EDITOR'S TAKE: No, banks are not free to pay big bonuses

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When I wrote something last month saying that banks will pay large bonuses at their peril this year, someone said this wasn’t so and that banks have no need to consider the opinion of the general population.

Events of this week suggest that that someone was wrong.

After allegedly suggesting late last week that bonuses in 2009 will enormous, on Monday Goldman felt the need to deny that it said any such thing.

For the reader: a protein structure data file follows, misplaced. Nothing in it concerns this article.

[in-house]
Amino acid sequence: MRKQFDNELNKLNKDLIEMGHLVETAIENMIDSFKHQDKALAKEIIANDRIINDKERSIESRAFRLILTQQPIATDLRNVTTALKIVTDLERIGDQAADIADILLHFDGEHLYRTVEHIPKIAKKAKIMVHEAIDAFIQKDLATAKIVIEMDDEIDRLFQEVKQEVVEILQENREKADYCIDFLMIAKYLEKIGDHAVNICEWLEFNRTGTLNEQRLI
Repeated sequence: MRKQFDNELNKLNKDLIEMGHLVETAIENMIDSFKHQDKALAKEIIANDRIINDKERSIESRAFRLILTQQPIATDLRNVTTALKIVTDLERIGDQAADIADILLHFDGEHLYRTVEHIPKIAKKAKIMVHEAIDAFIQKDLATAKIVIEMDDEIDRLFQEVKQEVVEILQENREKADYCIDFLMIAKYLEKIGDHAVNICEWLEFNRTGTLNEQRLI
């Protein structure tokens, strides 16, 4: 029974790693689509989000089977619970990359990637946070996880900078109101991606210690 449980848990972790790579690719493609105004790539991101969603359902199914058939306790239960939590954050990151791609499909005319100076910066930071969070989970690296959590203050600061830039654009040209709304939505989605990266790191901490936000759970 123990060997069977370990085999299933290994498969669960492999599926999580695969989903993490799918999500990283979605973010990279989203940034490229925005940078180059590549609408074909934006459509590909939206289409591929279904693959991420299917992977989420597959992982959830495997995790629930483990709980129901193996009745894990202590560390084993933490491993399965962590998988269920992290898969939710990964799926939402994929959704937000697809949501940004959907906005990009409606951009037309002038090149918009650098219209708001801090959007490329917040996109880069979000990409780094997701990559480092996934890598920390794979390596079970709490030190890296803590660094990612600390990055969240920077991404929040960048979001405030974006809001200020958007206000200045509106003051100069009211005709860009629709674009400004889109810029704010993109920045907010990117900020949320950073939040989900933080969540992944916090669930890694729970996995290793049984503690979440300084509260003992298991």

Meanwhile, there has been public disapprobation over Hester’s pay deal at RBS, the Guardian is asking searching questions like, 'Is the gravy train back?', and the currently impotent Mervyn King is expressing disappointment at the apparent return to bonuses as usual.

Do banks care? They should. The UK faces a soaring budget deficit and an election within the next 12 months. The payment of big bonuses in 2009 will be an invitation to further increase income taxes. It will also reduce public support for the City at precisely the time when the government needs encouragement to protect the financial services industry from over-zealous European regulation.

Big bonuses now may mean much smaller bonuses forever after.

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